Acquisitions push S&N to 9% increase

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Scottish & Newcastle Breweries, fresh from the pounds 440m acquisition of Courage, unsettled investors yesterday with half-year pre-interest and pre-exceptional profits at the lower end of a wide range of analysts' expectations at pounds 158.2m. Shares dropped 12p to 619p.

The result for the period to 29 October, which was a 9 per cent improvement on the comparable period, largely reflected the benefits of two acquisitions - the Chef & Brewer pub chain and Courage, which turned S&N from being into the fourth-largest brewer into the market leader ahead of Bass.

Drinks analysts, however, said there were several encouraging aspects behind the results and viewed the share price fall as a knee-jerk reaction to an unexpected pounds 80m reorganisation charge for a pounds 70m asset write-down relating to Courage.

Only 11 weeks' figures from Courage, equating to an operating profit of pounds 9m, were included in the results. This was better and expected, and analysts said demonstrated that S&N was continuing to gain market share in beer despite the natural problems of integrating the business.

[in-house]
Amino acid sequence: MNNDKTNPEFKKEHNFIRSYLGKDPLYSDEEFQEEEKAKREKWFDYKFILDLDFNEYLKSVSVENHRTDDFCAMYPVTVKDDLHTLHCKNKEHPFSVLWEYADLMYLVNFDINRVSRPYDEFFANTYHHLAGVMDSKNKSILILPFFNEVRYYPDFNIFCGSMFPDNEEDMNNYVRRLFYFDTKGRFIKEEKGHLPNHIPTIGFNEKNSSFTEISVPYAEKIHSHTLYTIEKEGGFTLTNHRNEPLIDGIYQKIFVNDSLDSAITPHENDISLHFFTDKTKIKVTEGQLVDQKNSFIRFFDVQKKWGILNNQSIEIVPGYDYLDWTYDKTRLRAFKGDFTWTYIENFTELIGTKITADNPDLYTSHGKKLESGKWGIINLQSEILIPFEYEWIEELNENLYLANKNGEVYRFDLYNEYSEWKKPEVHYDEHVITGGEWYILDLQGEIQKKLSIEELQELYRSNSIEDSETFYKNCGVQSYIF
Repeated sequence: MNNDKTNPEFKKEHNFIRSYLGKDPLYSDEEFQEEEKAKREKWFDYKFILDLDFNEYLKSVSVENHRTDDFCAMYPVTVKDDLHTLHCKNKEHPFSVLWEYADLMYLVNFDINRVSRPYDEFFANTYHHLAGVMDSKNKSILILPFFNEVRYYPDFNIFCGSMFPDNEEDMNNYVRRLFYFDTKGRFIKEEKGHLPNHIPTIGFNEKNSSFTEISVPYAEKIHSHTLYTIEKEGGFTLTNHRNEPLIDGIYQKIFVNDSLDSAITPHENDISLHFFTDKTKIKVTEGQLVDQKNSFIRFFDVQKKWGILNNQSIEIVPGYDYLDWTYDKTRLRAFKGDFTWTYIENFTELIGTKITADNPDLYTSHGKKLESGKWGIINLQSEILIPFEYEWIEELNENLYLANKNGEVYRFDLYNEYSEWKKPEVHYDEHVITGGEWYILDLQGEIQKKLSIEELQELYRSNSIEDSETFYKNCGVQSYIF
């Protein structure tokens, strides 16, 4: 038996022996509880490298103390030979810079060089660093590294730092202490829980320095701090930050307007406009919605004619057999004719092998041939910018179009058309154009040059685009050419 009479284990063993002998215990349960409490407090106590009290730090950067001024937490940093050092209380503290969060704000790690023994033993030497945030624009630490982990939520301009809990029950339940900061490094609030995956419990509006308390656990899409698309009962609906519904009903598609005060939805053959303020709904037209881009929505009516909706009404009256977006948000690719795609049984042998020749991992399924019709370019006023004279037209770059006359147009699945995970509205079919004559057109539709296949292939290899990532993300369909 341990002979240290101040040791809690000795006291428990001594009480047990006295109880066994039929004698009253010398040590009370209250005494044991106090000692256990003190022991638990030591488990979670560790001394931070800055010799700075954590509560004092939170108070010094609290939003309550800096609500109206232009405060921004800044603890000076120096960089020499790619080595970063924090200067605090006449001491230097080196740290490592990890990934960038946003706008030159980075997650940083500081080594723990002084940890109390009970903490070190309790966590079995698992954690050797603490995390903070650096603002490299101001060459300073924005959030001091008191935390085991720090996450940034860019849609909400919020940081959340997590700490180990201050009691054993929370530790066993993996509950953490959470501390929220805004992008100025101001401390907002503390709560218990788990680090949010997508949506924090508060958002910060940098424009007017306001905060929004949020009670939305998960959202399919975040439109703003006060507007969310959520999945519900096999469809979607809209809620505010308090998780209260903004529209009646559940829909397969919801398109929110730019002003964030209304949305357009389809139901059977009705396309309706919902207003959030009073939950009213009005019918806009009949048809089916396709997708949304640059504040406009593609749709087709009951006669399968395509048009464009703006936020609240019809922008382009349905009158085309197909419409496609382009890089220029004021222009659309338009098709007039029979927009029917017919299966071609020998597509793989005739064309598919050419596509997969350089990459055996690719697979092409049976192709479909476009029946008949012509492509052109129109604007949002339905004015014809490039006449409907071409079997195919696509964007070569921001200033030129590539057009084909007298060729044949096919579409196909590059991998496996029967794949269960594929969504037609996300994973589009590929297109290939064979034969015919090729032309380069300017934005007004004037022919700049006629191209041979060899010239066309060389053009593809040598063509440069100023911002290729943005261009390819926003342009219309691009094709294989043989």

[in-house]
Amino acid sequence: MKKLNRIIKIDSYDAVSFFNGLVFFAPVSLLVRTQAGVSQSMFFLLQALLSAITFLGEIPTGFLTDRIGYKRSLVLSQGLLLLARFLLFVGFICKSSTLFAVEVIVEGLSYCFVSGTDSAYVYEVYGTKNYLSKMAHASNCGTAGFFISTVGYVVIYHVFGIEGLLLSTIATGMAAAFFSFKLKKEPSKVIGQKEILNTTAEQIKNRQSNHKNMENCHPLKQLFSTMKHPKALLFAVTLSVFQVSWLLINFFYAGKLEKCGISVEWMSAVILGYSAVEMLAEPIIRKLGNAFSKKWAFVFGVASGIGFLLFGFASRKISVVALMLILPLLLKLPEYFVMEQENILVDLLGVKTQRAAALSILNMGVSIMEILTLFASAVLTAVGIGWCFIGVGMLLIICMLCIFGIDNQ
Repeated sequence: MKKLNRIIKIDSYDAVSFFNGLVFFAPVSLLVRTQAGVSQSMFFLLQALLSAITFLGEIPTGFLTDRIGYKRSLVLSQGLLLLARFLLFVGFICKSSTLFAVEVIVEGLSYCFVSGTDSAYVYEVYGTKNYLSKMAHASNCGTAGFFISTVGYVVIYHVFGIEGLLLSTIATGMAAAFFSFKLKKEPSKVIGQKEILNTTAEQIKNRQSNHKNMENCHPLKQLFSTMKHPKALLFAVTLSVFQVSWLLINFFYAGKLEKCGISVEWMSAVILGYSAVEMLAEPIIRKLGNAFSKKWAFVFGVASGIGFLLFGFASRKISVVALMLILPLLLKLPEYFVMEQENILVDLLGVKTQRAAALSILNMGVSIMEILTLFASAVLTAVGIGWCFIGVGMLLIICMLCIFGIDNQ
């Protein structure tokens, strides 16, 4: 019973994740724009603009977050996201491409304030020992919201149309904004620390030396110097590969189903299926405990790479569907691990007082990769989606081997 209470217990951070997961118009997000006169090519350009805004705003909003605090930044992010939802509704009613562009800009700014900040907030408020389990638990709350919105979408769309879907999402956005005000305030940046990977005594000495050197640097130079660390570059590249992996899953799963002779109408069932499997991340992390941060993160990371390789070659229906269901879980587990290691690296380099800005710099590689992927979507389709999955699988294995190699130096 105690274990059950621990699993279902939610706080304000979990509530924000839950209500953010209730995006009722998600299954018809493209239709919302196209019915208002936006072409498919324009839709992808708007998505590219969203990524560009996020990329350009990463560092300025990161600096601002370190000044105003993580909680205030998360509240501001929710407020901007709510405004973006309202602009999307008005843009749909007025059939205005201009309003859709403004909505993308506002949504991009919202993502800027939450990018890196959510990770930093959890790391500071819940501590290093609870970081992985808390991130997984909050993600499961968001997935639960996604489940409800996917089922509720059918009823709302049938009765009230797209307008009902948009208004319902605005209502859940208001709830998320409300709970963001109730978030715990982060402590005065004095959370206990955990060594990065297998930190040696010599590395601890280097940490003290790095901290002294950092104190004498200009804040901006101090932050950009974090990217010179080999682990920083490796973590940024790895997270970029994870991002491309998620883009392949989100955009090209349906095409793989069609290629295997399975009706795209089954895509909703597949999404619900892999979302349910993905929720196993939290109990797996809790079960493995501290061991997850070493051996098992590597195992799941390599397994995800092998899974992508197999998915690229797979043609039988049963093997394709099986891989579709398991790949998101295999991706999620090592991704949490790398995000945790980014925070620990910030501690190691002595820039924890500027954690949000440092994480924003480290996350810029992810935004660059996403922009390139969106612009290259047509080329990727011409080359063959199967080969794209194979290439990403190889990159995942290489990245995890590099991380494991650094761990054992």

Brian Stewart, chief executive of S&N, said Courage's volume beer sales rose 7 per cent compared with 1 per cent for the existing brewing business. The Courage performance led to an overall 4 per cent improvement in beer volumes compared with 3 per cent for the rest of the market.

"The South benefited from the weather, giving a 1 to 2 per cent lift in the market. The beer market was also growing before the summer, giving an underlying trend of growth," Mr Stewart said.

John Smith's bitter, part of the Courage brand stable, is now the country's best-selling ale, having recently overtaken Tetley bitter, which is owned by Carlsberg Tetley.

Mr Stewart said, however, that while progress had been made over the summer and autumn there were strong signs that there would again be a big fight for market share among the big brewers at Christmas. He said there would again be a generous offering of discounts. "I'm afraid the multi-buys are there in the pipeline."

While analysts were encouraged by the brewing and pub results, they were concerned by the unexpectedly flat performance by the leisure division - namely the Center Parcs and Pontins holiday businesses.

Operating profits from leisure operations rose 3.9 per cent to pounds 50.9m. "Center Parcs turnover rose by 10 per cent but profits rose 4 to 5 per cent, held back by the costs of new Parcs coming on-stream and by the hot weather ... which affected spending," Mr Stewart added.

Results from Pontins were "broadly flat". The number of sites has been reduced from 23 to 19, and analysts believe that S&N will sell the business sooner rather than later. Mr Stewart declined to dismiss the notion that the business might be sold.

The interim dividend has been increased by 7.5 per cent to 6.55p.

Investment Column, page 22